OUSD (R&E) CRITICAL TECHNOLOGY AREA(S): Hypersonics; Advanced Materials
The technology within this topic is restricted under the International Traffic in Arms Regulation (ITAR), 22 CFR Parts 120-130, which controls the export and import of defense-related material and services, including export of sensitive technical data, or the Export Administration Regulation (EAR), 15 CFR Parts 730-774, which controls dual use items. Offerors must disclose any proposed use of foreign nationals (FNs), their country(ies) of origin, the type of visa or work permit possessed, and the statement of work (SOW) tasks intended for accomplishment by the FN(s) in accordance with the Announcement. Offerors are advised foreign nationals proposed to perform on this topic may be restricted due to the technical data under US Export Control Laws.
OBJECTIVE: Develop ablation resistant, non-eroding, rocket nozzle materials with high temperature strength and compatibility with highly oxidizing propellant combustion gases.
DESCRIPTION: Maximizing missile range requires higher propellant combustion temperatures without nozzle erosion. Controllable solid propellant rockets use a variety of propellants based on their application, and many propellants used for controllable solids produce highly oxidizing combustion gases. While some propellants are seen as reducing, this topic is specifically asking for solutions for highly oxidized propellants. Besides high temperature strength, successful nozzle materials must also be capable of surviving the thermal shock experienced during ignition.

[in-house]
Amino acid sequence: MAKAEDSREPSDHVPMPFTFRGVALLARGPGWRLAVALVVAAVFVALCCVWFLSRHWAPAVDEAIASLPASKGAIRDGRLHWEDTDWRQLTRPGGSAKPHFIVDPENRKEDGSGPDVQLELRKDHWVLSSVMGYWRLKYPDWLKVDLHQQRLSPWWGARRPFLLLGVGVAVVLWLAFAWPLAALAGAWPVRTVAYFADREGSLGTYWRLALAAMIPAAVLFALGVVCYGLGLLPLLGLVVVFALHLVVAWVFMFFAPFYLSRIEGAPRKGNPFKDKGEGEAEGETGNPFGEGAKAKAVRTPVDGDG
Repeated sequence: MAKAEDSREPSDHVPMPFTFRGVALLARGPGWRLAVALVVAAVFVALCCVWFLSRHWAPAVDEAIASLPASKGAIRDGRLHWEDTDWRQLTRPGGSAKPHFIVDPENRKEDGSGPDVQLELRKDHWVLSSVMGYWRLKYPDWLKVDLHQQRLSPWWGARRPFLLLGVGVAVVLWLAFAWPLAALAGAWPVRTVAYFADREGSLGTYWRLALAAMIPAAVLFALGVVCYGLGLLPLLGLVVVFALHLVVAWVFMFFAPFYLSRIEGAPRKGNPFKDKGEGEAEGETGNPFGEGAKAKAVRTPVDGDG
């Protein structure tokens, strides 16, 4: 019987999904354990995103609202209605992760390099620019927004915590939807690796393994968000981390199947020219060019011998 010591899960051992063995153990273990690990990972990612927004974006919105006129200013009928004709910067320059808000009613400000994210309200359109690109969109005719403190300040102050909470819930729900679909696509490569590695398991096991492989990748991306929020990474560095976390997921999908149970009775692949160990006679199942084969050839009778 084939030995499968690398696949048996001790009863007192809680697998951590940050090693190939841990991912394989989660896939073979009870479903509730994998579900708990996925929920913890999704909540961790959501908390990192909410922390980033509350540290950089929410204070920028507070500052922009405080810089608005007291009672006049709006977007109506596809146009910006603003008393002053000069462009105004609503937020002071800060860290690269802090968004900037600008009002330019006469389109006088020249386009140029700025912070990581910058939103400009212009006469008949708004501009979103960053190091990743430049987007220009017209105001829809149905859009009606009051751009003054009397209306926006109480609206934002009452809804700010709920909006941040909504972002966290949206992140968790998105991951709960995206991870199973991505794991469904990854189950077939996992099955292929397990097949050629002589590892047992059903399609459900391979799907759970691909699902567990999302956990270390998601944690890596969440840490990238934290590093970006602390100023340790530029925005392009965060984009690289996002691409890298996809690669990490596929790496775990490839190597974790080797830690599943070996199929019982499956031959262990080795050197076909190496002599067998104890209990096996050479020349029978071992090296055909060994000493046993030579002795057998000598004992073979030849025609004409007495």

PHASE I: Develop nozzle material solutions with predicted high temperature strength and resistance to high partial pressures of oxidizing species such as oxygen, carbon dioxide, and water. If no testing is performed in Phase I, thermo-structural and chemical reaction modeling should demonstrate ablation and erosion resistance, high temperature strength, and thermal shock resistance for use in rocket motors with combustion temperatures up to 2800°C. Manufacturability of the material solution must be demonstrated.
PHASE II: Demonstrate the survivability of the material solutions developed in Phase I with loads and temperatures representative of those experienced by solid propellant rocket nozzles. High temperature mechanical and thermal material properties of the material solution should be characterized by the end of this effort. Testing must demonstrate thermal shock resistance under temperature rises experienced by rocket nozzles. Identify additional applications for the proposed technology beyond MDA applications.
PHASE III DUAL USE APPLICATIONS: Produce nozzle components that meet the requirements of a propulsion system supplier and demonstrate performance of the nozzle components through static testing. Demonstrate the quality, reproducibility, and production requirements for a developing, prime contractor system.
- Non-eroding nozzle throat material for rocket motors with AP-based propellant https://arc.aiaa.org/doi/abs/10.2514/6.1998-3972
- Chemical Erosion of Refractory-Metal Nozzle Inserts in Solid-Propellant Rocket Motors https://arc.aiaa.org/doi/abs/10.2514/1.37922
- Status of army pintle technology for controllable thrust propulsion https://arc.aiaa.org/doi/abs/10.2514/6.2001-3598
KEYWORDS: Hypersonics; Materials; High Temperature; Propulsion; Nozzle